Monday, June 17, 2013

Magic City: Yiddish, Cuba, Bathing Suit Excellent

I caught up with the first season of Magic City and the first episode of the second season in the past few days, and was impressed indeed.  It takes place a tad before the start of Mad Men - in late 1958 into 1959 - but it has almost nothing else in common with Mad Men.   Instead of high-rolling Madison Avenue advertising, we get beach-front Miami Beach, where the main high-rolling depicted is among gamblers, mobsters, and hotel owner Ike Evans.   The mob - in the person of Ben Diamond - contributes murders - and the women, from prostitutes to girl friends and wives, are sassily bright and beautiful.   There's plenty of nudity of all kinds, making Magic City much more like Rome than Mad Men.

The plot is pretty good, too, with some genuinely climatic and touching moments, and a few over-the-top situations and resolutions, which are ok by me.   Ike - well played by Jeffrey Dean Morgan - is struggling to keep his hotel successful and even afloat.   He seeks the help of Diamond, ends up with a murder of union head on his hands, who also happens to be an old friend.   To make matters even more tense, Ike's son Stevie is sleeping with Diamond's wife, and Ike's other son Danny wants to work in the DA's office - the very DA who is out to get Ike and Diamond at any cost.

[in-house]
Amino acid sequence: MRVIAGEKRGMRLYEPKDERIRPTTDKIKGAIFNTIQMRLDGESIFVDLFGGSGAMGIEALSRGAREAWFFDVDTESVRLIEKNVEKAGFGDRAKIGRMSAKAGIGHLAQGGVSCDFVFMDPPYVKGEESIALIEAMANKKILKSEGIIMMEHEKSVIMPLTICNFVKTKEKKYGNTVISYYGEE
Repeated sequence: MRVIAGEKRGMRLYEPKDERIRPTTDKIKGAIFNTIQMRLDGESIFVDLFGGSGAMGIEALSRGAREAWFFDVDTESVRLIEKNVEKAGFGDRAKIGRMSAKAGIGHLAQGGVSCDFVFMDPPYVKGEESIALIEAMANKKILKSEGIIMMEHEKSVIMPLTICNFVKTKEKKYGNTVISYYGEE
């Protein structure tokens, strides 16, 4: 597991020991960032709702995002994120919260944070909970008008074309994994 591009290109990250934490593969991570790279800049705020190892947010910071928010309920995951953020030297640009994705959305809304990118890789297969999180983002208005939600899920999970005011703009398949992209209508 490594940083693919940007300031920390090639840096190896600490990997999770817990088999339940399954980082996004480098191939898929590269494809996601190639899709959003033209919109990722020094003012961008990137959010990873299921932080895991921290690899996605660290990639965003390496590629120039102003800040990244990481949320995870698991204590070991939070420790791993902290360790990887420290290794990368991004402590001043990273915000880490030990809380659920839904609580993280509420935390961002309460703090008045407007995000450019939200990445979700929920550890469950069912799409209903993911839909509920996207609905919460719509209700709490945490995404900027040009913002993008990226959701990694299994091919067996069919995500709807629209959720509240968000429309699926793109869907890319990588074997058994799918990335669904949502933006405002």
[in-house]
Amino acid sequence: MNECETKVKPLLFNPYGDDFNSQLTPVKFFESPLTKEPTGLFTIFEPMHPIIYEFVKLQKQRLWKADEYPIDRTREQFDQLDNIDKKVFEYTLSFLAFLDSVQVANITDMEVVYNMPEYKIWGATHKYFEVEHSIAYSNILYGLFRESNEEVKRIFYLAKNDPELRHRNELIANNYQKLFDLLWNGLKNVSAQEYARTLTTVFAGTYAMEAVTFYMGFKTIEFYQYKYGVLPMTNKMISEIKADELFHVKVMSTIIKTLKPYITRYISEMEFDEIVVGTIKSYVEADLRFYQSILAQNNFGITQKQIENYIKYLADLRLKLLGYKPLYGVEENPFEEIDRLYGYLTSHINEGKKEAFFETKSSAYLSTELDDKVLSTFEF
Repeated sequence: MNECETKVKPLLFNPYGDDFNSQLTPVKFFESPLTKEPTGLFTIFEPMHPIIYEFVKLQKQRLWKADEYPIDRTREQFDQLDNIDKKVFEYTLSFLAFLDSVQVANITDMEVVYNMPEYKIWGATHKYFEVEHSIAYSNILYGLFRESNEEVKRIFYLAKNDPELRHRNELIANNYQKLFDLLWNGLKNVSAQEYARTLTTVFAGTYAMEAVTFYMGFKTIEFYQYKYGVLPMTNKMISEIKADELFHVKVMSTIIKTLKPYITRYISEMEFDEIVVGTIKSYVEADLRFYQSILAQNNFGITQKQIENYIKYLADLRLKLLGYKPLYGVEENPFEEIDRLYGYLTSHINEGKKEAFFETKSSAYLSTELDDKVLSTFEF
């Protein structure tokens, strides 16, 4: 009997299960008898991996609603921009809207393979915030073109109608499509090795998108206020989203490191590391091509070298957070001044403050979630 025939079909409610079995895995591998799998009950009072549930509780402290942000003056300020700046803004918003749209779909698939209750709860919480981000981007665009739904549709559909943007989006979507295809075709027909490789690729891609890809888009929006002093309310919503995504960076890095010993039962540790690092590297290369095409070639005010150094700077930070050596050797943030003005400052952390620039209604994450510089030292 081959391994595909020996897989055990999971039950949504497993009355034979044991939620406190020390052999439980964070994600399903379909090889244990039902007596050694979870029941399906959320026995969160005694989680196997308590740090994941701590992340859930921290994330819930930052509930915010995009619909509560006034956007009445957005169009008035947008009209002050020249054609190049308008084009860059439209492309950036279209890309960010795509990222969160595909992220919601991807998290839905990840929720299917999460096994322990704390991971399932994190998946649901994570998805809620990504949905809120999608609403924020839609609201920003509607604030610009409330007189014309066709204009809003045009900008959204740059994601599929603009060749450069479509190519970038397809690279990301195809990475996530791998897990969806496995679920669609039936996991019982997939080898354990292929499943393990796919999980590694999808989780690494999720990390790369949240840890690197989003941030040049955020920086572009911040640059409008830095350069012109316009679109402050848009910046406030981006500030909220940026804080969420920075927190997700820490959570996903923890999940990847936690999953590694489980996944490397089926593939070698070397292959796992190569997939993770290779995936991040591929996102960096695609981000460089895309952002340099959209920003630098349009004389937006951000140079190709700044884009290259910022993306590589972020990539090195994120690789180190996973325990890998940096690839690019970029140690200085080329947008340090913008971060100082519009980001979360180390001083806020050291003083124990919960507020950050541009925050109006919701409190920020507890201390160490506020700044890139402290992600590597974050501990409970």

A lot of the first season was devoted to Stevie keeping polaroids of him and Diamond's wife out of Diamond's hands.   When Diamond finally does get a look at them, however, he kills neither his wife or Stevie, because he rather watch them making love.   Not completely believable, but I guess there are crazed mobsters like Diamond around somewhere, so why not in Miami Beach.

The show has a Yiddishe tahm - look it up if you don't know the language - which makes it especially welcome and appealing.   More than just a Yiddish word is thrown in every now and again.  Magic City is thoroughly steeped in Jewish customs and attitudes.  And among the characters who are Jewish are not only Ike and his kids (though not his second wife, who is Cuban), but Ben Diamond (far more brutal than Meyer Lansky), the late union leader, and even the obsessed DA.   And Cuba indeed plays a significant role in this story.  As does JFK, not yet seen, but on his way to becoming President.

In short, Magic City is zesty, refreshing, pounding, and sexy - I'll be an avid viewer from now.   And my wife really likes it, too.



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